How Nvidia Could Use $700M Run.ai Acquisition for AI Consumption

By Agam Shah

May 6, 2024

Nvidia is touching $2 trillion in market cap purely on the brute force of its GPU sales, and there’s room for the company to grow with software. The company hopes to fill a big software gap with an agreement to acquire Run.ai for a whopping $700 million.

AI deployments are getting larger and more complex and spreading across more GPUs and accelerators. Run.ai provides the middleware to orchestrate and manage these deployments and ensure resources aren’t wasted.

The middleware includes tools to speed up workloads, manage resources, and ensure errors don’t bring down entire AI or high-performance computing operations. The middleware runs on a Kubernetes layer to virtualize AI workloads on GPUs.

Nvidia’s GPUs are hot-ticket items in the AI rush and are available to customers through all major cloud providers. 

The Run.ai acquisition will help Nvidia build its independent cloud service without building its data centers. 

(Source: run:al)

Nvidia wants to create its own network of GPUs and DGX systems across all major cloud providers. Run.ai’s middleware will provide an important hook for customers to reach more GPUs available online or on-premise. 

“Run:ai enables enterprise customers to manage and optimize their compute infrastructure, whether on-premise, in the cloud, or in hybrid environments,” Nvidia said in a blog entry.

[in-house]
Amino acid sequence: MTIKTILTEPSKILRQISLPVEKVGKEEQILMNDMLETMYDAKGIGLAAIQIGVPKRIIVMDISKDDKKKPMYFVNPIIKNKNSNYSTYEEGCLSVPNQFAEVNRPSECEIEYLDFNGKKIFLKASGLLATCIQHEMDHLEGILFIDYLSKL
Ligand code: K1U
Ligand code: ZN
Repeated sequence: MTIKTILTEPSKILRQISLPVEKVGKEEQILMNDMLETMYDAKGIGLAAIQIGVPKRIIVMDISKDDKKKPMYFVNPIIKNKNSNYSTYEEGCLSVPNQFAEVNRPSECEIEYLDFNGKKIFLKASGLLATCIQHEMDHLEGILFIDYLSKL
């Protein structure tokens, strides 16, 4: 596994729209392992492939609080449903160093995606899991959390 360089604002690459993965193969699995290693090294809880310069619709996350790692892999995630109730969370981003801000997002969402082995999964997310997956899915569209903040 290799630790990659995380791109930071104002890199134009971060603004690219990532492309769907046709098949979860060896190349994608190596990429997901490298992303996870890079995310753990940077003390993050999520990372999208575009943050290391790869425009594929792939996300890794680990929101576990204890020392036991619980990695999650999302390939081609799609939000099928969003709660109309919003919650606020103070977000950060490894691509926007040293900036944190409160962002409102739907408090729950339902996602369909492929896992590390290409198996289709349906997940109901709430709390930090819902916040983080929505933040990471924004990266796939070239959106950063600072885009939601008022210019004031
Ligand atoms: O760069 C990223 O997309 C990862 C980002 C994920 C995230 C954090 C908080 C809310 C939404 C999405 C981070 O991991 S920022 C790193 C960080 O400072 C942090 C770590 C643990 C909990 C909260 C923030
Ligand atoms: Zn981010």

At the top of Nvidia’s software stack is AI Enterprise, which includes the programming, deployment, and other tools. It has 300 libraries and 600 models.

The stack includes the proprietary CUDA parallel programming framework, compilers, AI large-language models, microservices, and other tools. The toolset also includes container toolkits, but Run.ai’s middleware supports open-source large language model deployments.

Nvidia GPUs are cloud-native, and Google, Amazon, and Oracle have strong Kubernetes stacks. Nvidia already has its own container runtime as a Kubernetes plugin for GPU devices, but Run.ai will bring more granular control to AI container management and orchestration. As a result, Nvidia will use more such tools rather than relying entirely on cloud provider configurations.

The Problem

Multiple GPU allocations for AI tasks are still not a straightforward deal. Nvidia’s GPUs are in its DGX server boxes deployed on premises of all major cloud providers.

Nvidia’s Triton Inference Server automatically distributes inferencing workloads across multiple GPUs in a configuration, but there are problems.

AI workloads also need Python code to point to cloud operators, only after which AI workloads will be executed on Nvidia GPUs within cloud services.

Nvidia is thinking ahead with its acquisition of Run.ai. The company wants to reduce its reliance on cloud operators — it’s one more step to lock down customers to its software stack. Customers can rent GPU time in the cloud and then go to Nvidia for all software needs.

At the same time, it fills a major need for Nvidia to provide a complete software stack.

Preparing for an AI Future

Currently, AI training and inferencing are mostly done on GPUs in data centers, but this will change in a few years.

Over time, AI — specifically inferencing — will be offloaded from data centers to the edge. AI PCs are already being used for inferencing.

The current state of AI processing, with power-hungry GPUs, is unsustainable. It is the same problem that crypto faced — tons of hungry GPUs running complex math at full speed and power to mine results quickly.